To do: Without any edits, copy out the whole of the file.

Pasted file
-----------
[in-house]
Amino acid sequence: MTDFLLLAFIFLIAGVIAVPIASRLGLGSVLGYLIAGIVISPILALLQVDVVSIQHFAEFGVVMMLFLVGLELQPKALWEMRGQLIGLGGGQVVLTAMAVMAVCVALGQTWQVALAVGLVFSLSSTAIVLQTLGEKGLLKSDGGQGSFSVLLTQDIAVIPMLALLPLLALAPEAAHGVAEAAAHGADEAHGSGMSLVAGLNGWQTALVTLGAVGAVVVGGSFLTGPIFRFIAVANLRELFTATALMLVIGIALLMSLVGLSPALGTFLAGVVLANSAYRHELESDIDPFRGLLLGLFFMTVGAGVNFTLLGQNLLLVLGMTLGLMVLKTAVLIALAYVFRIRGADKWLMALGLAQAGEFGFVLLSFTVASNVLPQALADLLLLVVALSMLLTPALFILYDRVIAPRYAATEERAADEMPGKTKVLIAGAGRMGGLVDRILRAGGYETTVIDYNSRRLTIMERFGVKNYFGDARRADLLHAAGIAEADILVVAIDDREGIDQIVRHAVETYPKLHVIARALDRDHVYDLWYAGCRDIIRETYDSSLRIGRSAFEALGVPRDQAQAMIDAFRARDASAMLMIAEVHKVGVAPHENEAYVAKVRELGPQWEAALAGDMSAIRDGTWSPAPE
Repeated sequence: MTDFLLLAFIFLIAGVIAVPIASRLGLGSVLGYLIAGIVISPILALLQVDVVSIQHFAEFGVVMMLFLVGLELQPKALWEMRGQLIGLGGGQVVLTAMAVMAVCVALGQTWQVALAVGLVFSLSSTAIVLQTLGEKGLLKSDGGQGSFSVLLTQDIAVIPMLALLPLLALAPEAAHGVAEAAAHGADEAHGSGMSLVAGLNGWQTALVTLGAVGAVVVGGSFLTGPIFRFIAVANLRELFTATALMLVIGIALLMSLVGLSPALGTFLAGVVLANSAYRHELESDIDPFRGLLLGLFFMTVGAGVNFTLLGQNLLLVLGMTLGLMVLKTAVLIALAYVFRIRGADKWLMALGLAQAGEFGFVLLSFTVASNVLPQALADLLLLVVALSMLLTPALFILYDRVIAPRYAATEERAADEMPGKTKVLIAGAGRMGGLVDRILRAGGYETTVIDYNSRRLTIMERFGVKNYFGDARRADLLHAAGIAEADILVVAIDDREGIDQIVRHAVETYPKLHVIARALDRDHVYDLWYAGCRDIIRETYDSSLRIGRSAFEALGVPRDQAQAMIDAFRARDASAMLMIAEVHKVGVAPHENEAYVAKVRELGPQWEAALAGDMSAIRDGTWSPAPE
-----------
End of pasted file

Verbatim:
[in-house]
Amino acid sequence: MTDFLLLAFIFLIAGVIAVPIASRLGLGSVLGYLIAGIVISPILALLQVDVVSIQHFAEFGVVMMLFLVGLELQPKALWEMRGQLIGLGGGQVVLTAMAVMAVCVALGQTWQVALAVGLVFSLSSTAIVLQTLGEKGLLKSDGGQGSFSVLLTQDIAVIPMLALLPLLALAPEAAHGVAEAAAHGADEAHGSGMSLVAGLNGWQTALVTLGAVGAVVVGGSFLTGPIFRFIAVANLRELFTATALMLVIGIALLMSLVGLSPALGTFLAGVVLANSAYRHELESDIDPFRGLLLGLFFMTVGAGVNFTLLGQNLLLVLGMTLGLMVLKTAVLIALAYVFRIRGADKWLMALGLAQAGEFGFVLLSFTVASNVLPQALADLLLLVVALSMLLTPALFILYDRVIAPRYAATEERAADEMPGKTKVLIAGAGRMGGLVDRILRAGGYETTVIDYNSRRLTIMERFGVKNYFGDARRADLLHAAGIAEADILVVAIDDREGIDQIVRHAVETYPKLHVIARALDRDHVYDLWYAGCRDIIRETYDSSLRIGRSAFEALGVPRDQAQAMIDAFRARDASAMLMIAEVHKVGVAPHENEAYVAKVRELGPQWEAALAGDMSAIRDGTWSPAPE
Repeated sequence: MTDFLLLAFIFLIAGVIAVPIASRLGLGSVLGYLIAGIVISPILALLQVDVVSIQHFAEFGVVMMLFLVGLELQPKALWEMRGQLIGLGGGQVVLTAMAVMAVCVALGQTWQVALAVGLVFSLSSTAIVLQTLGEKGLLKSDGGQGSFSVLLTQDIAVIPMLALLPLLALAPEAAHGVAEAAAHGADEAHGSGMSLVAGLNGWQTALVTLGAVGAVVVGGSFLTGPIFRFIAVANLRELFTATALMLVIGIALLMSLVGLSPALGTFLAGVVLANSAYRHELESDIDPFRGLLLGLFFMTVGAGVNFTLLGQNLLLVLGMTLGLMVLKTAVLIALAYVFRIRGADKWLMALGLAQAGEFGFVLLSFTVASNVLPQALADLLLLVVALSMLLTPALFILYDRVIAPRYAATEERAADEMPGKTKVLIAGAGRMGGLVDRILRAGGYETTVIDYNSRRLTIMERFGVKNYFGDARRADLLHAAGIAEADILVVAIDDREGIDQIVRHAVETYPKLHVIARALDRDHVYDLWYAGCRDIIRETYDSSLRIGRSAFEALGVPRDQAQAMIDAFRARDASAMLMIAEVHKVGVAPHENEAYVAKVRELGPQWEAALAGDMSAIRDGTWSPAPE